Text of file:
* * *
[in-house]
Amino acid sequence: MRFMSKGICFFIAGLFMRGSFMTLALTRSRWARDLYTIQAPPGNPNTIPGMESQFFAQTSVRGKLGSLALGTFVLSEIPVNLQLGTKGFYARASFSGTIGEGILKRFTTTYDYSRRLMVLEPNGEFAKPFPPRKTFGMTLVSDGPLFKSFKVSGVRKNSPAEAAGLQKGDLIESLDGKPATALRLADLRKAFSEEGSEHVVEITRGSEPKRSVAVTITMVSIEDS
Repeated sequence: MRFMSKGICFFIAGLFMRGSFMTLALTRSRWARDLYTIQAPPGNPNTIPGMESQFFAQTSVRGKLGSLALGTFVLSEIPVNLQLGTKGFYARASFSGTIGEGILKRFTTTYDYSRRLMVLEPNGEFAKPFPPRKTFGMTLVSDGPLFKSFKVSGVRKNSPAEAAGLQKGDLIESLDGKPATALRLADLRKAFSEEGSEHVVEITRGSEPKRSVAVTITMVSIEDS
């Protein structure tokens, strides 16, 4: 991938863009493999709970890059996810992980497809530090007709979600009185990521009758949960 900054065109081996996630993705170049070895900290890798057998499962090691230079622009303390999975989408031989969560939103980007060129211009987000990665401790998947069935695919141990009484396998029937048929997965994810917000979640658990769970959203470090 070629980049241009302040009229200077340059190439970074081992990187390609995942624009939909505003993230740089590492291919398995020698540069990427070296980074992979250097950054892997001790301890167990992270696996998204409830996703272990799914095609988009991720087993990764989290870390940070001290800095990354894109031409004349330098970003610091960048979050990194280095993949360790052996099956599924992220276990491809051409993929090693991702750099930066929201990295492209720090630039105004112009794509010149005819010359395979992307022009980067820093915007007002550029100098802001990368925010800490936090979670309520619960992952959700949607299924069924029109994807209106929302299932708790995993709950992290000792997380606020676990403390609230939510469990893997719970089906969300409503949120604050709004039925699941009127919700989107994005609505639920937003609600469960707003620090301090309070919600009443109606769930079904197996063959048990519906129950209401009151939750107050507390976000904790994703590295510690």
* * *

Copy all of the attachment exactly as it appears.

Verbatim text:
[in-house]
Amino acid sequence: MRFMSKGICFFIAGLFMRGSFMTLALTRSRWARDLYTIQAPPGNPNTIPGMESQFFAQTSVRGKLGSLALGTFVLSEIPVNLQLGTKGFYARASFSGTIGEGILKRFTTTYDYSRRLMVLEPNGEFAKPFPPRKTFGMTLVSDGPLFKSFKVSGVRKNSPAEAAGLQKGDLIESLDGKPATALRLADLRKAFSEEGSEHVVEITRGSEPKRSVAVTITMVSIEDS
Repeated sequence: MRFMSKGICFFIAGLFMRGSFMTLALTRSRWARDLYTIQAPPGNPNTIPGMESQFFAQTSVRGKLGSLALGTFVLSEIPVNLQLGTKGFYARASFSGTIGEGILKRFTTTYDYSRRLMVLEPNGEFAKPFPPRKTFGMTLVSDGPLFKSFKVSGVRKNSPAEAAGLQKGDLIESLDGKPATALRLADLRKAFSEEGSEHVVEITRGSEPKRSVAVTITMVSIEDS
């Protein structure tokens, strides 16, 4: 991938863009493999709970890059996810992980497809530090007709979600009185990521009758949960 900054065109081996996630993705170049070895900290890798057998499962090691230079622009303390999975989408031989969560939103980007060129211009987000990665401790998947069935695919141990009484396998029937048929997965994810917000979640658990769970959203470090 070629980049241009302040009229200077340059190439970074081992990187390609995942624009939909505003993230740089590492291919398995020698540069990427070296980074992979250097950054892997001790301890167990992270696996998204409830996703272990799914095609988009991720087993990764989290870390940070001290800095990354894109031409004349330098970003610091960048979050990194280095993949360790052996099956599924992220276990491809051409993929090693991702750099930066929201990295492209720090630039105004112009794509010149005819010359395979992307022009980067820093915007007002550029100098802001990368925010800490936090979670309520619960992952959700949607299924069924029109994807209106929302299932708790995993709950992290000792997380606020676990403390609230939510469990893997719970089906969300409503949120604050709004039925699941009127919700989107994005609505639920937003609600469960707003620090301090309070919600009443109606769930079904197996063959048990519906129950209401009151939750107050507390976000904790994703590295510690």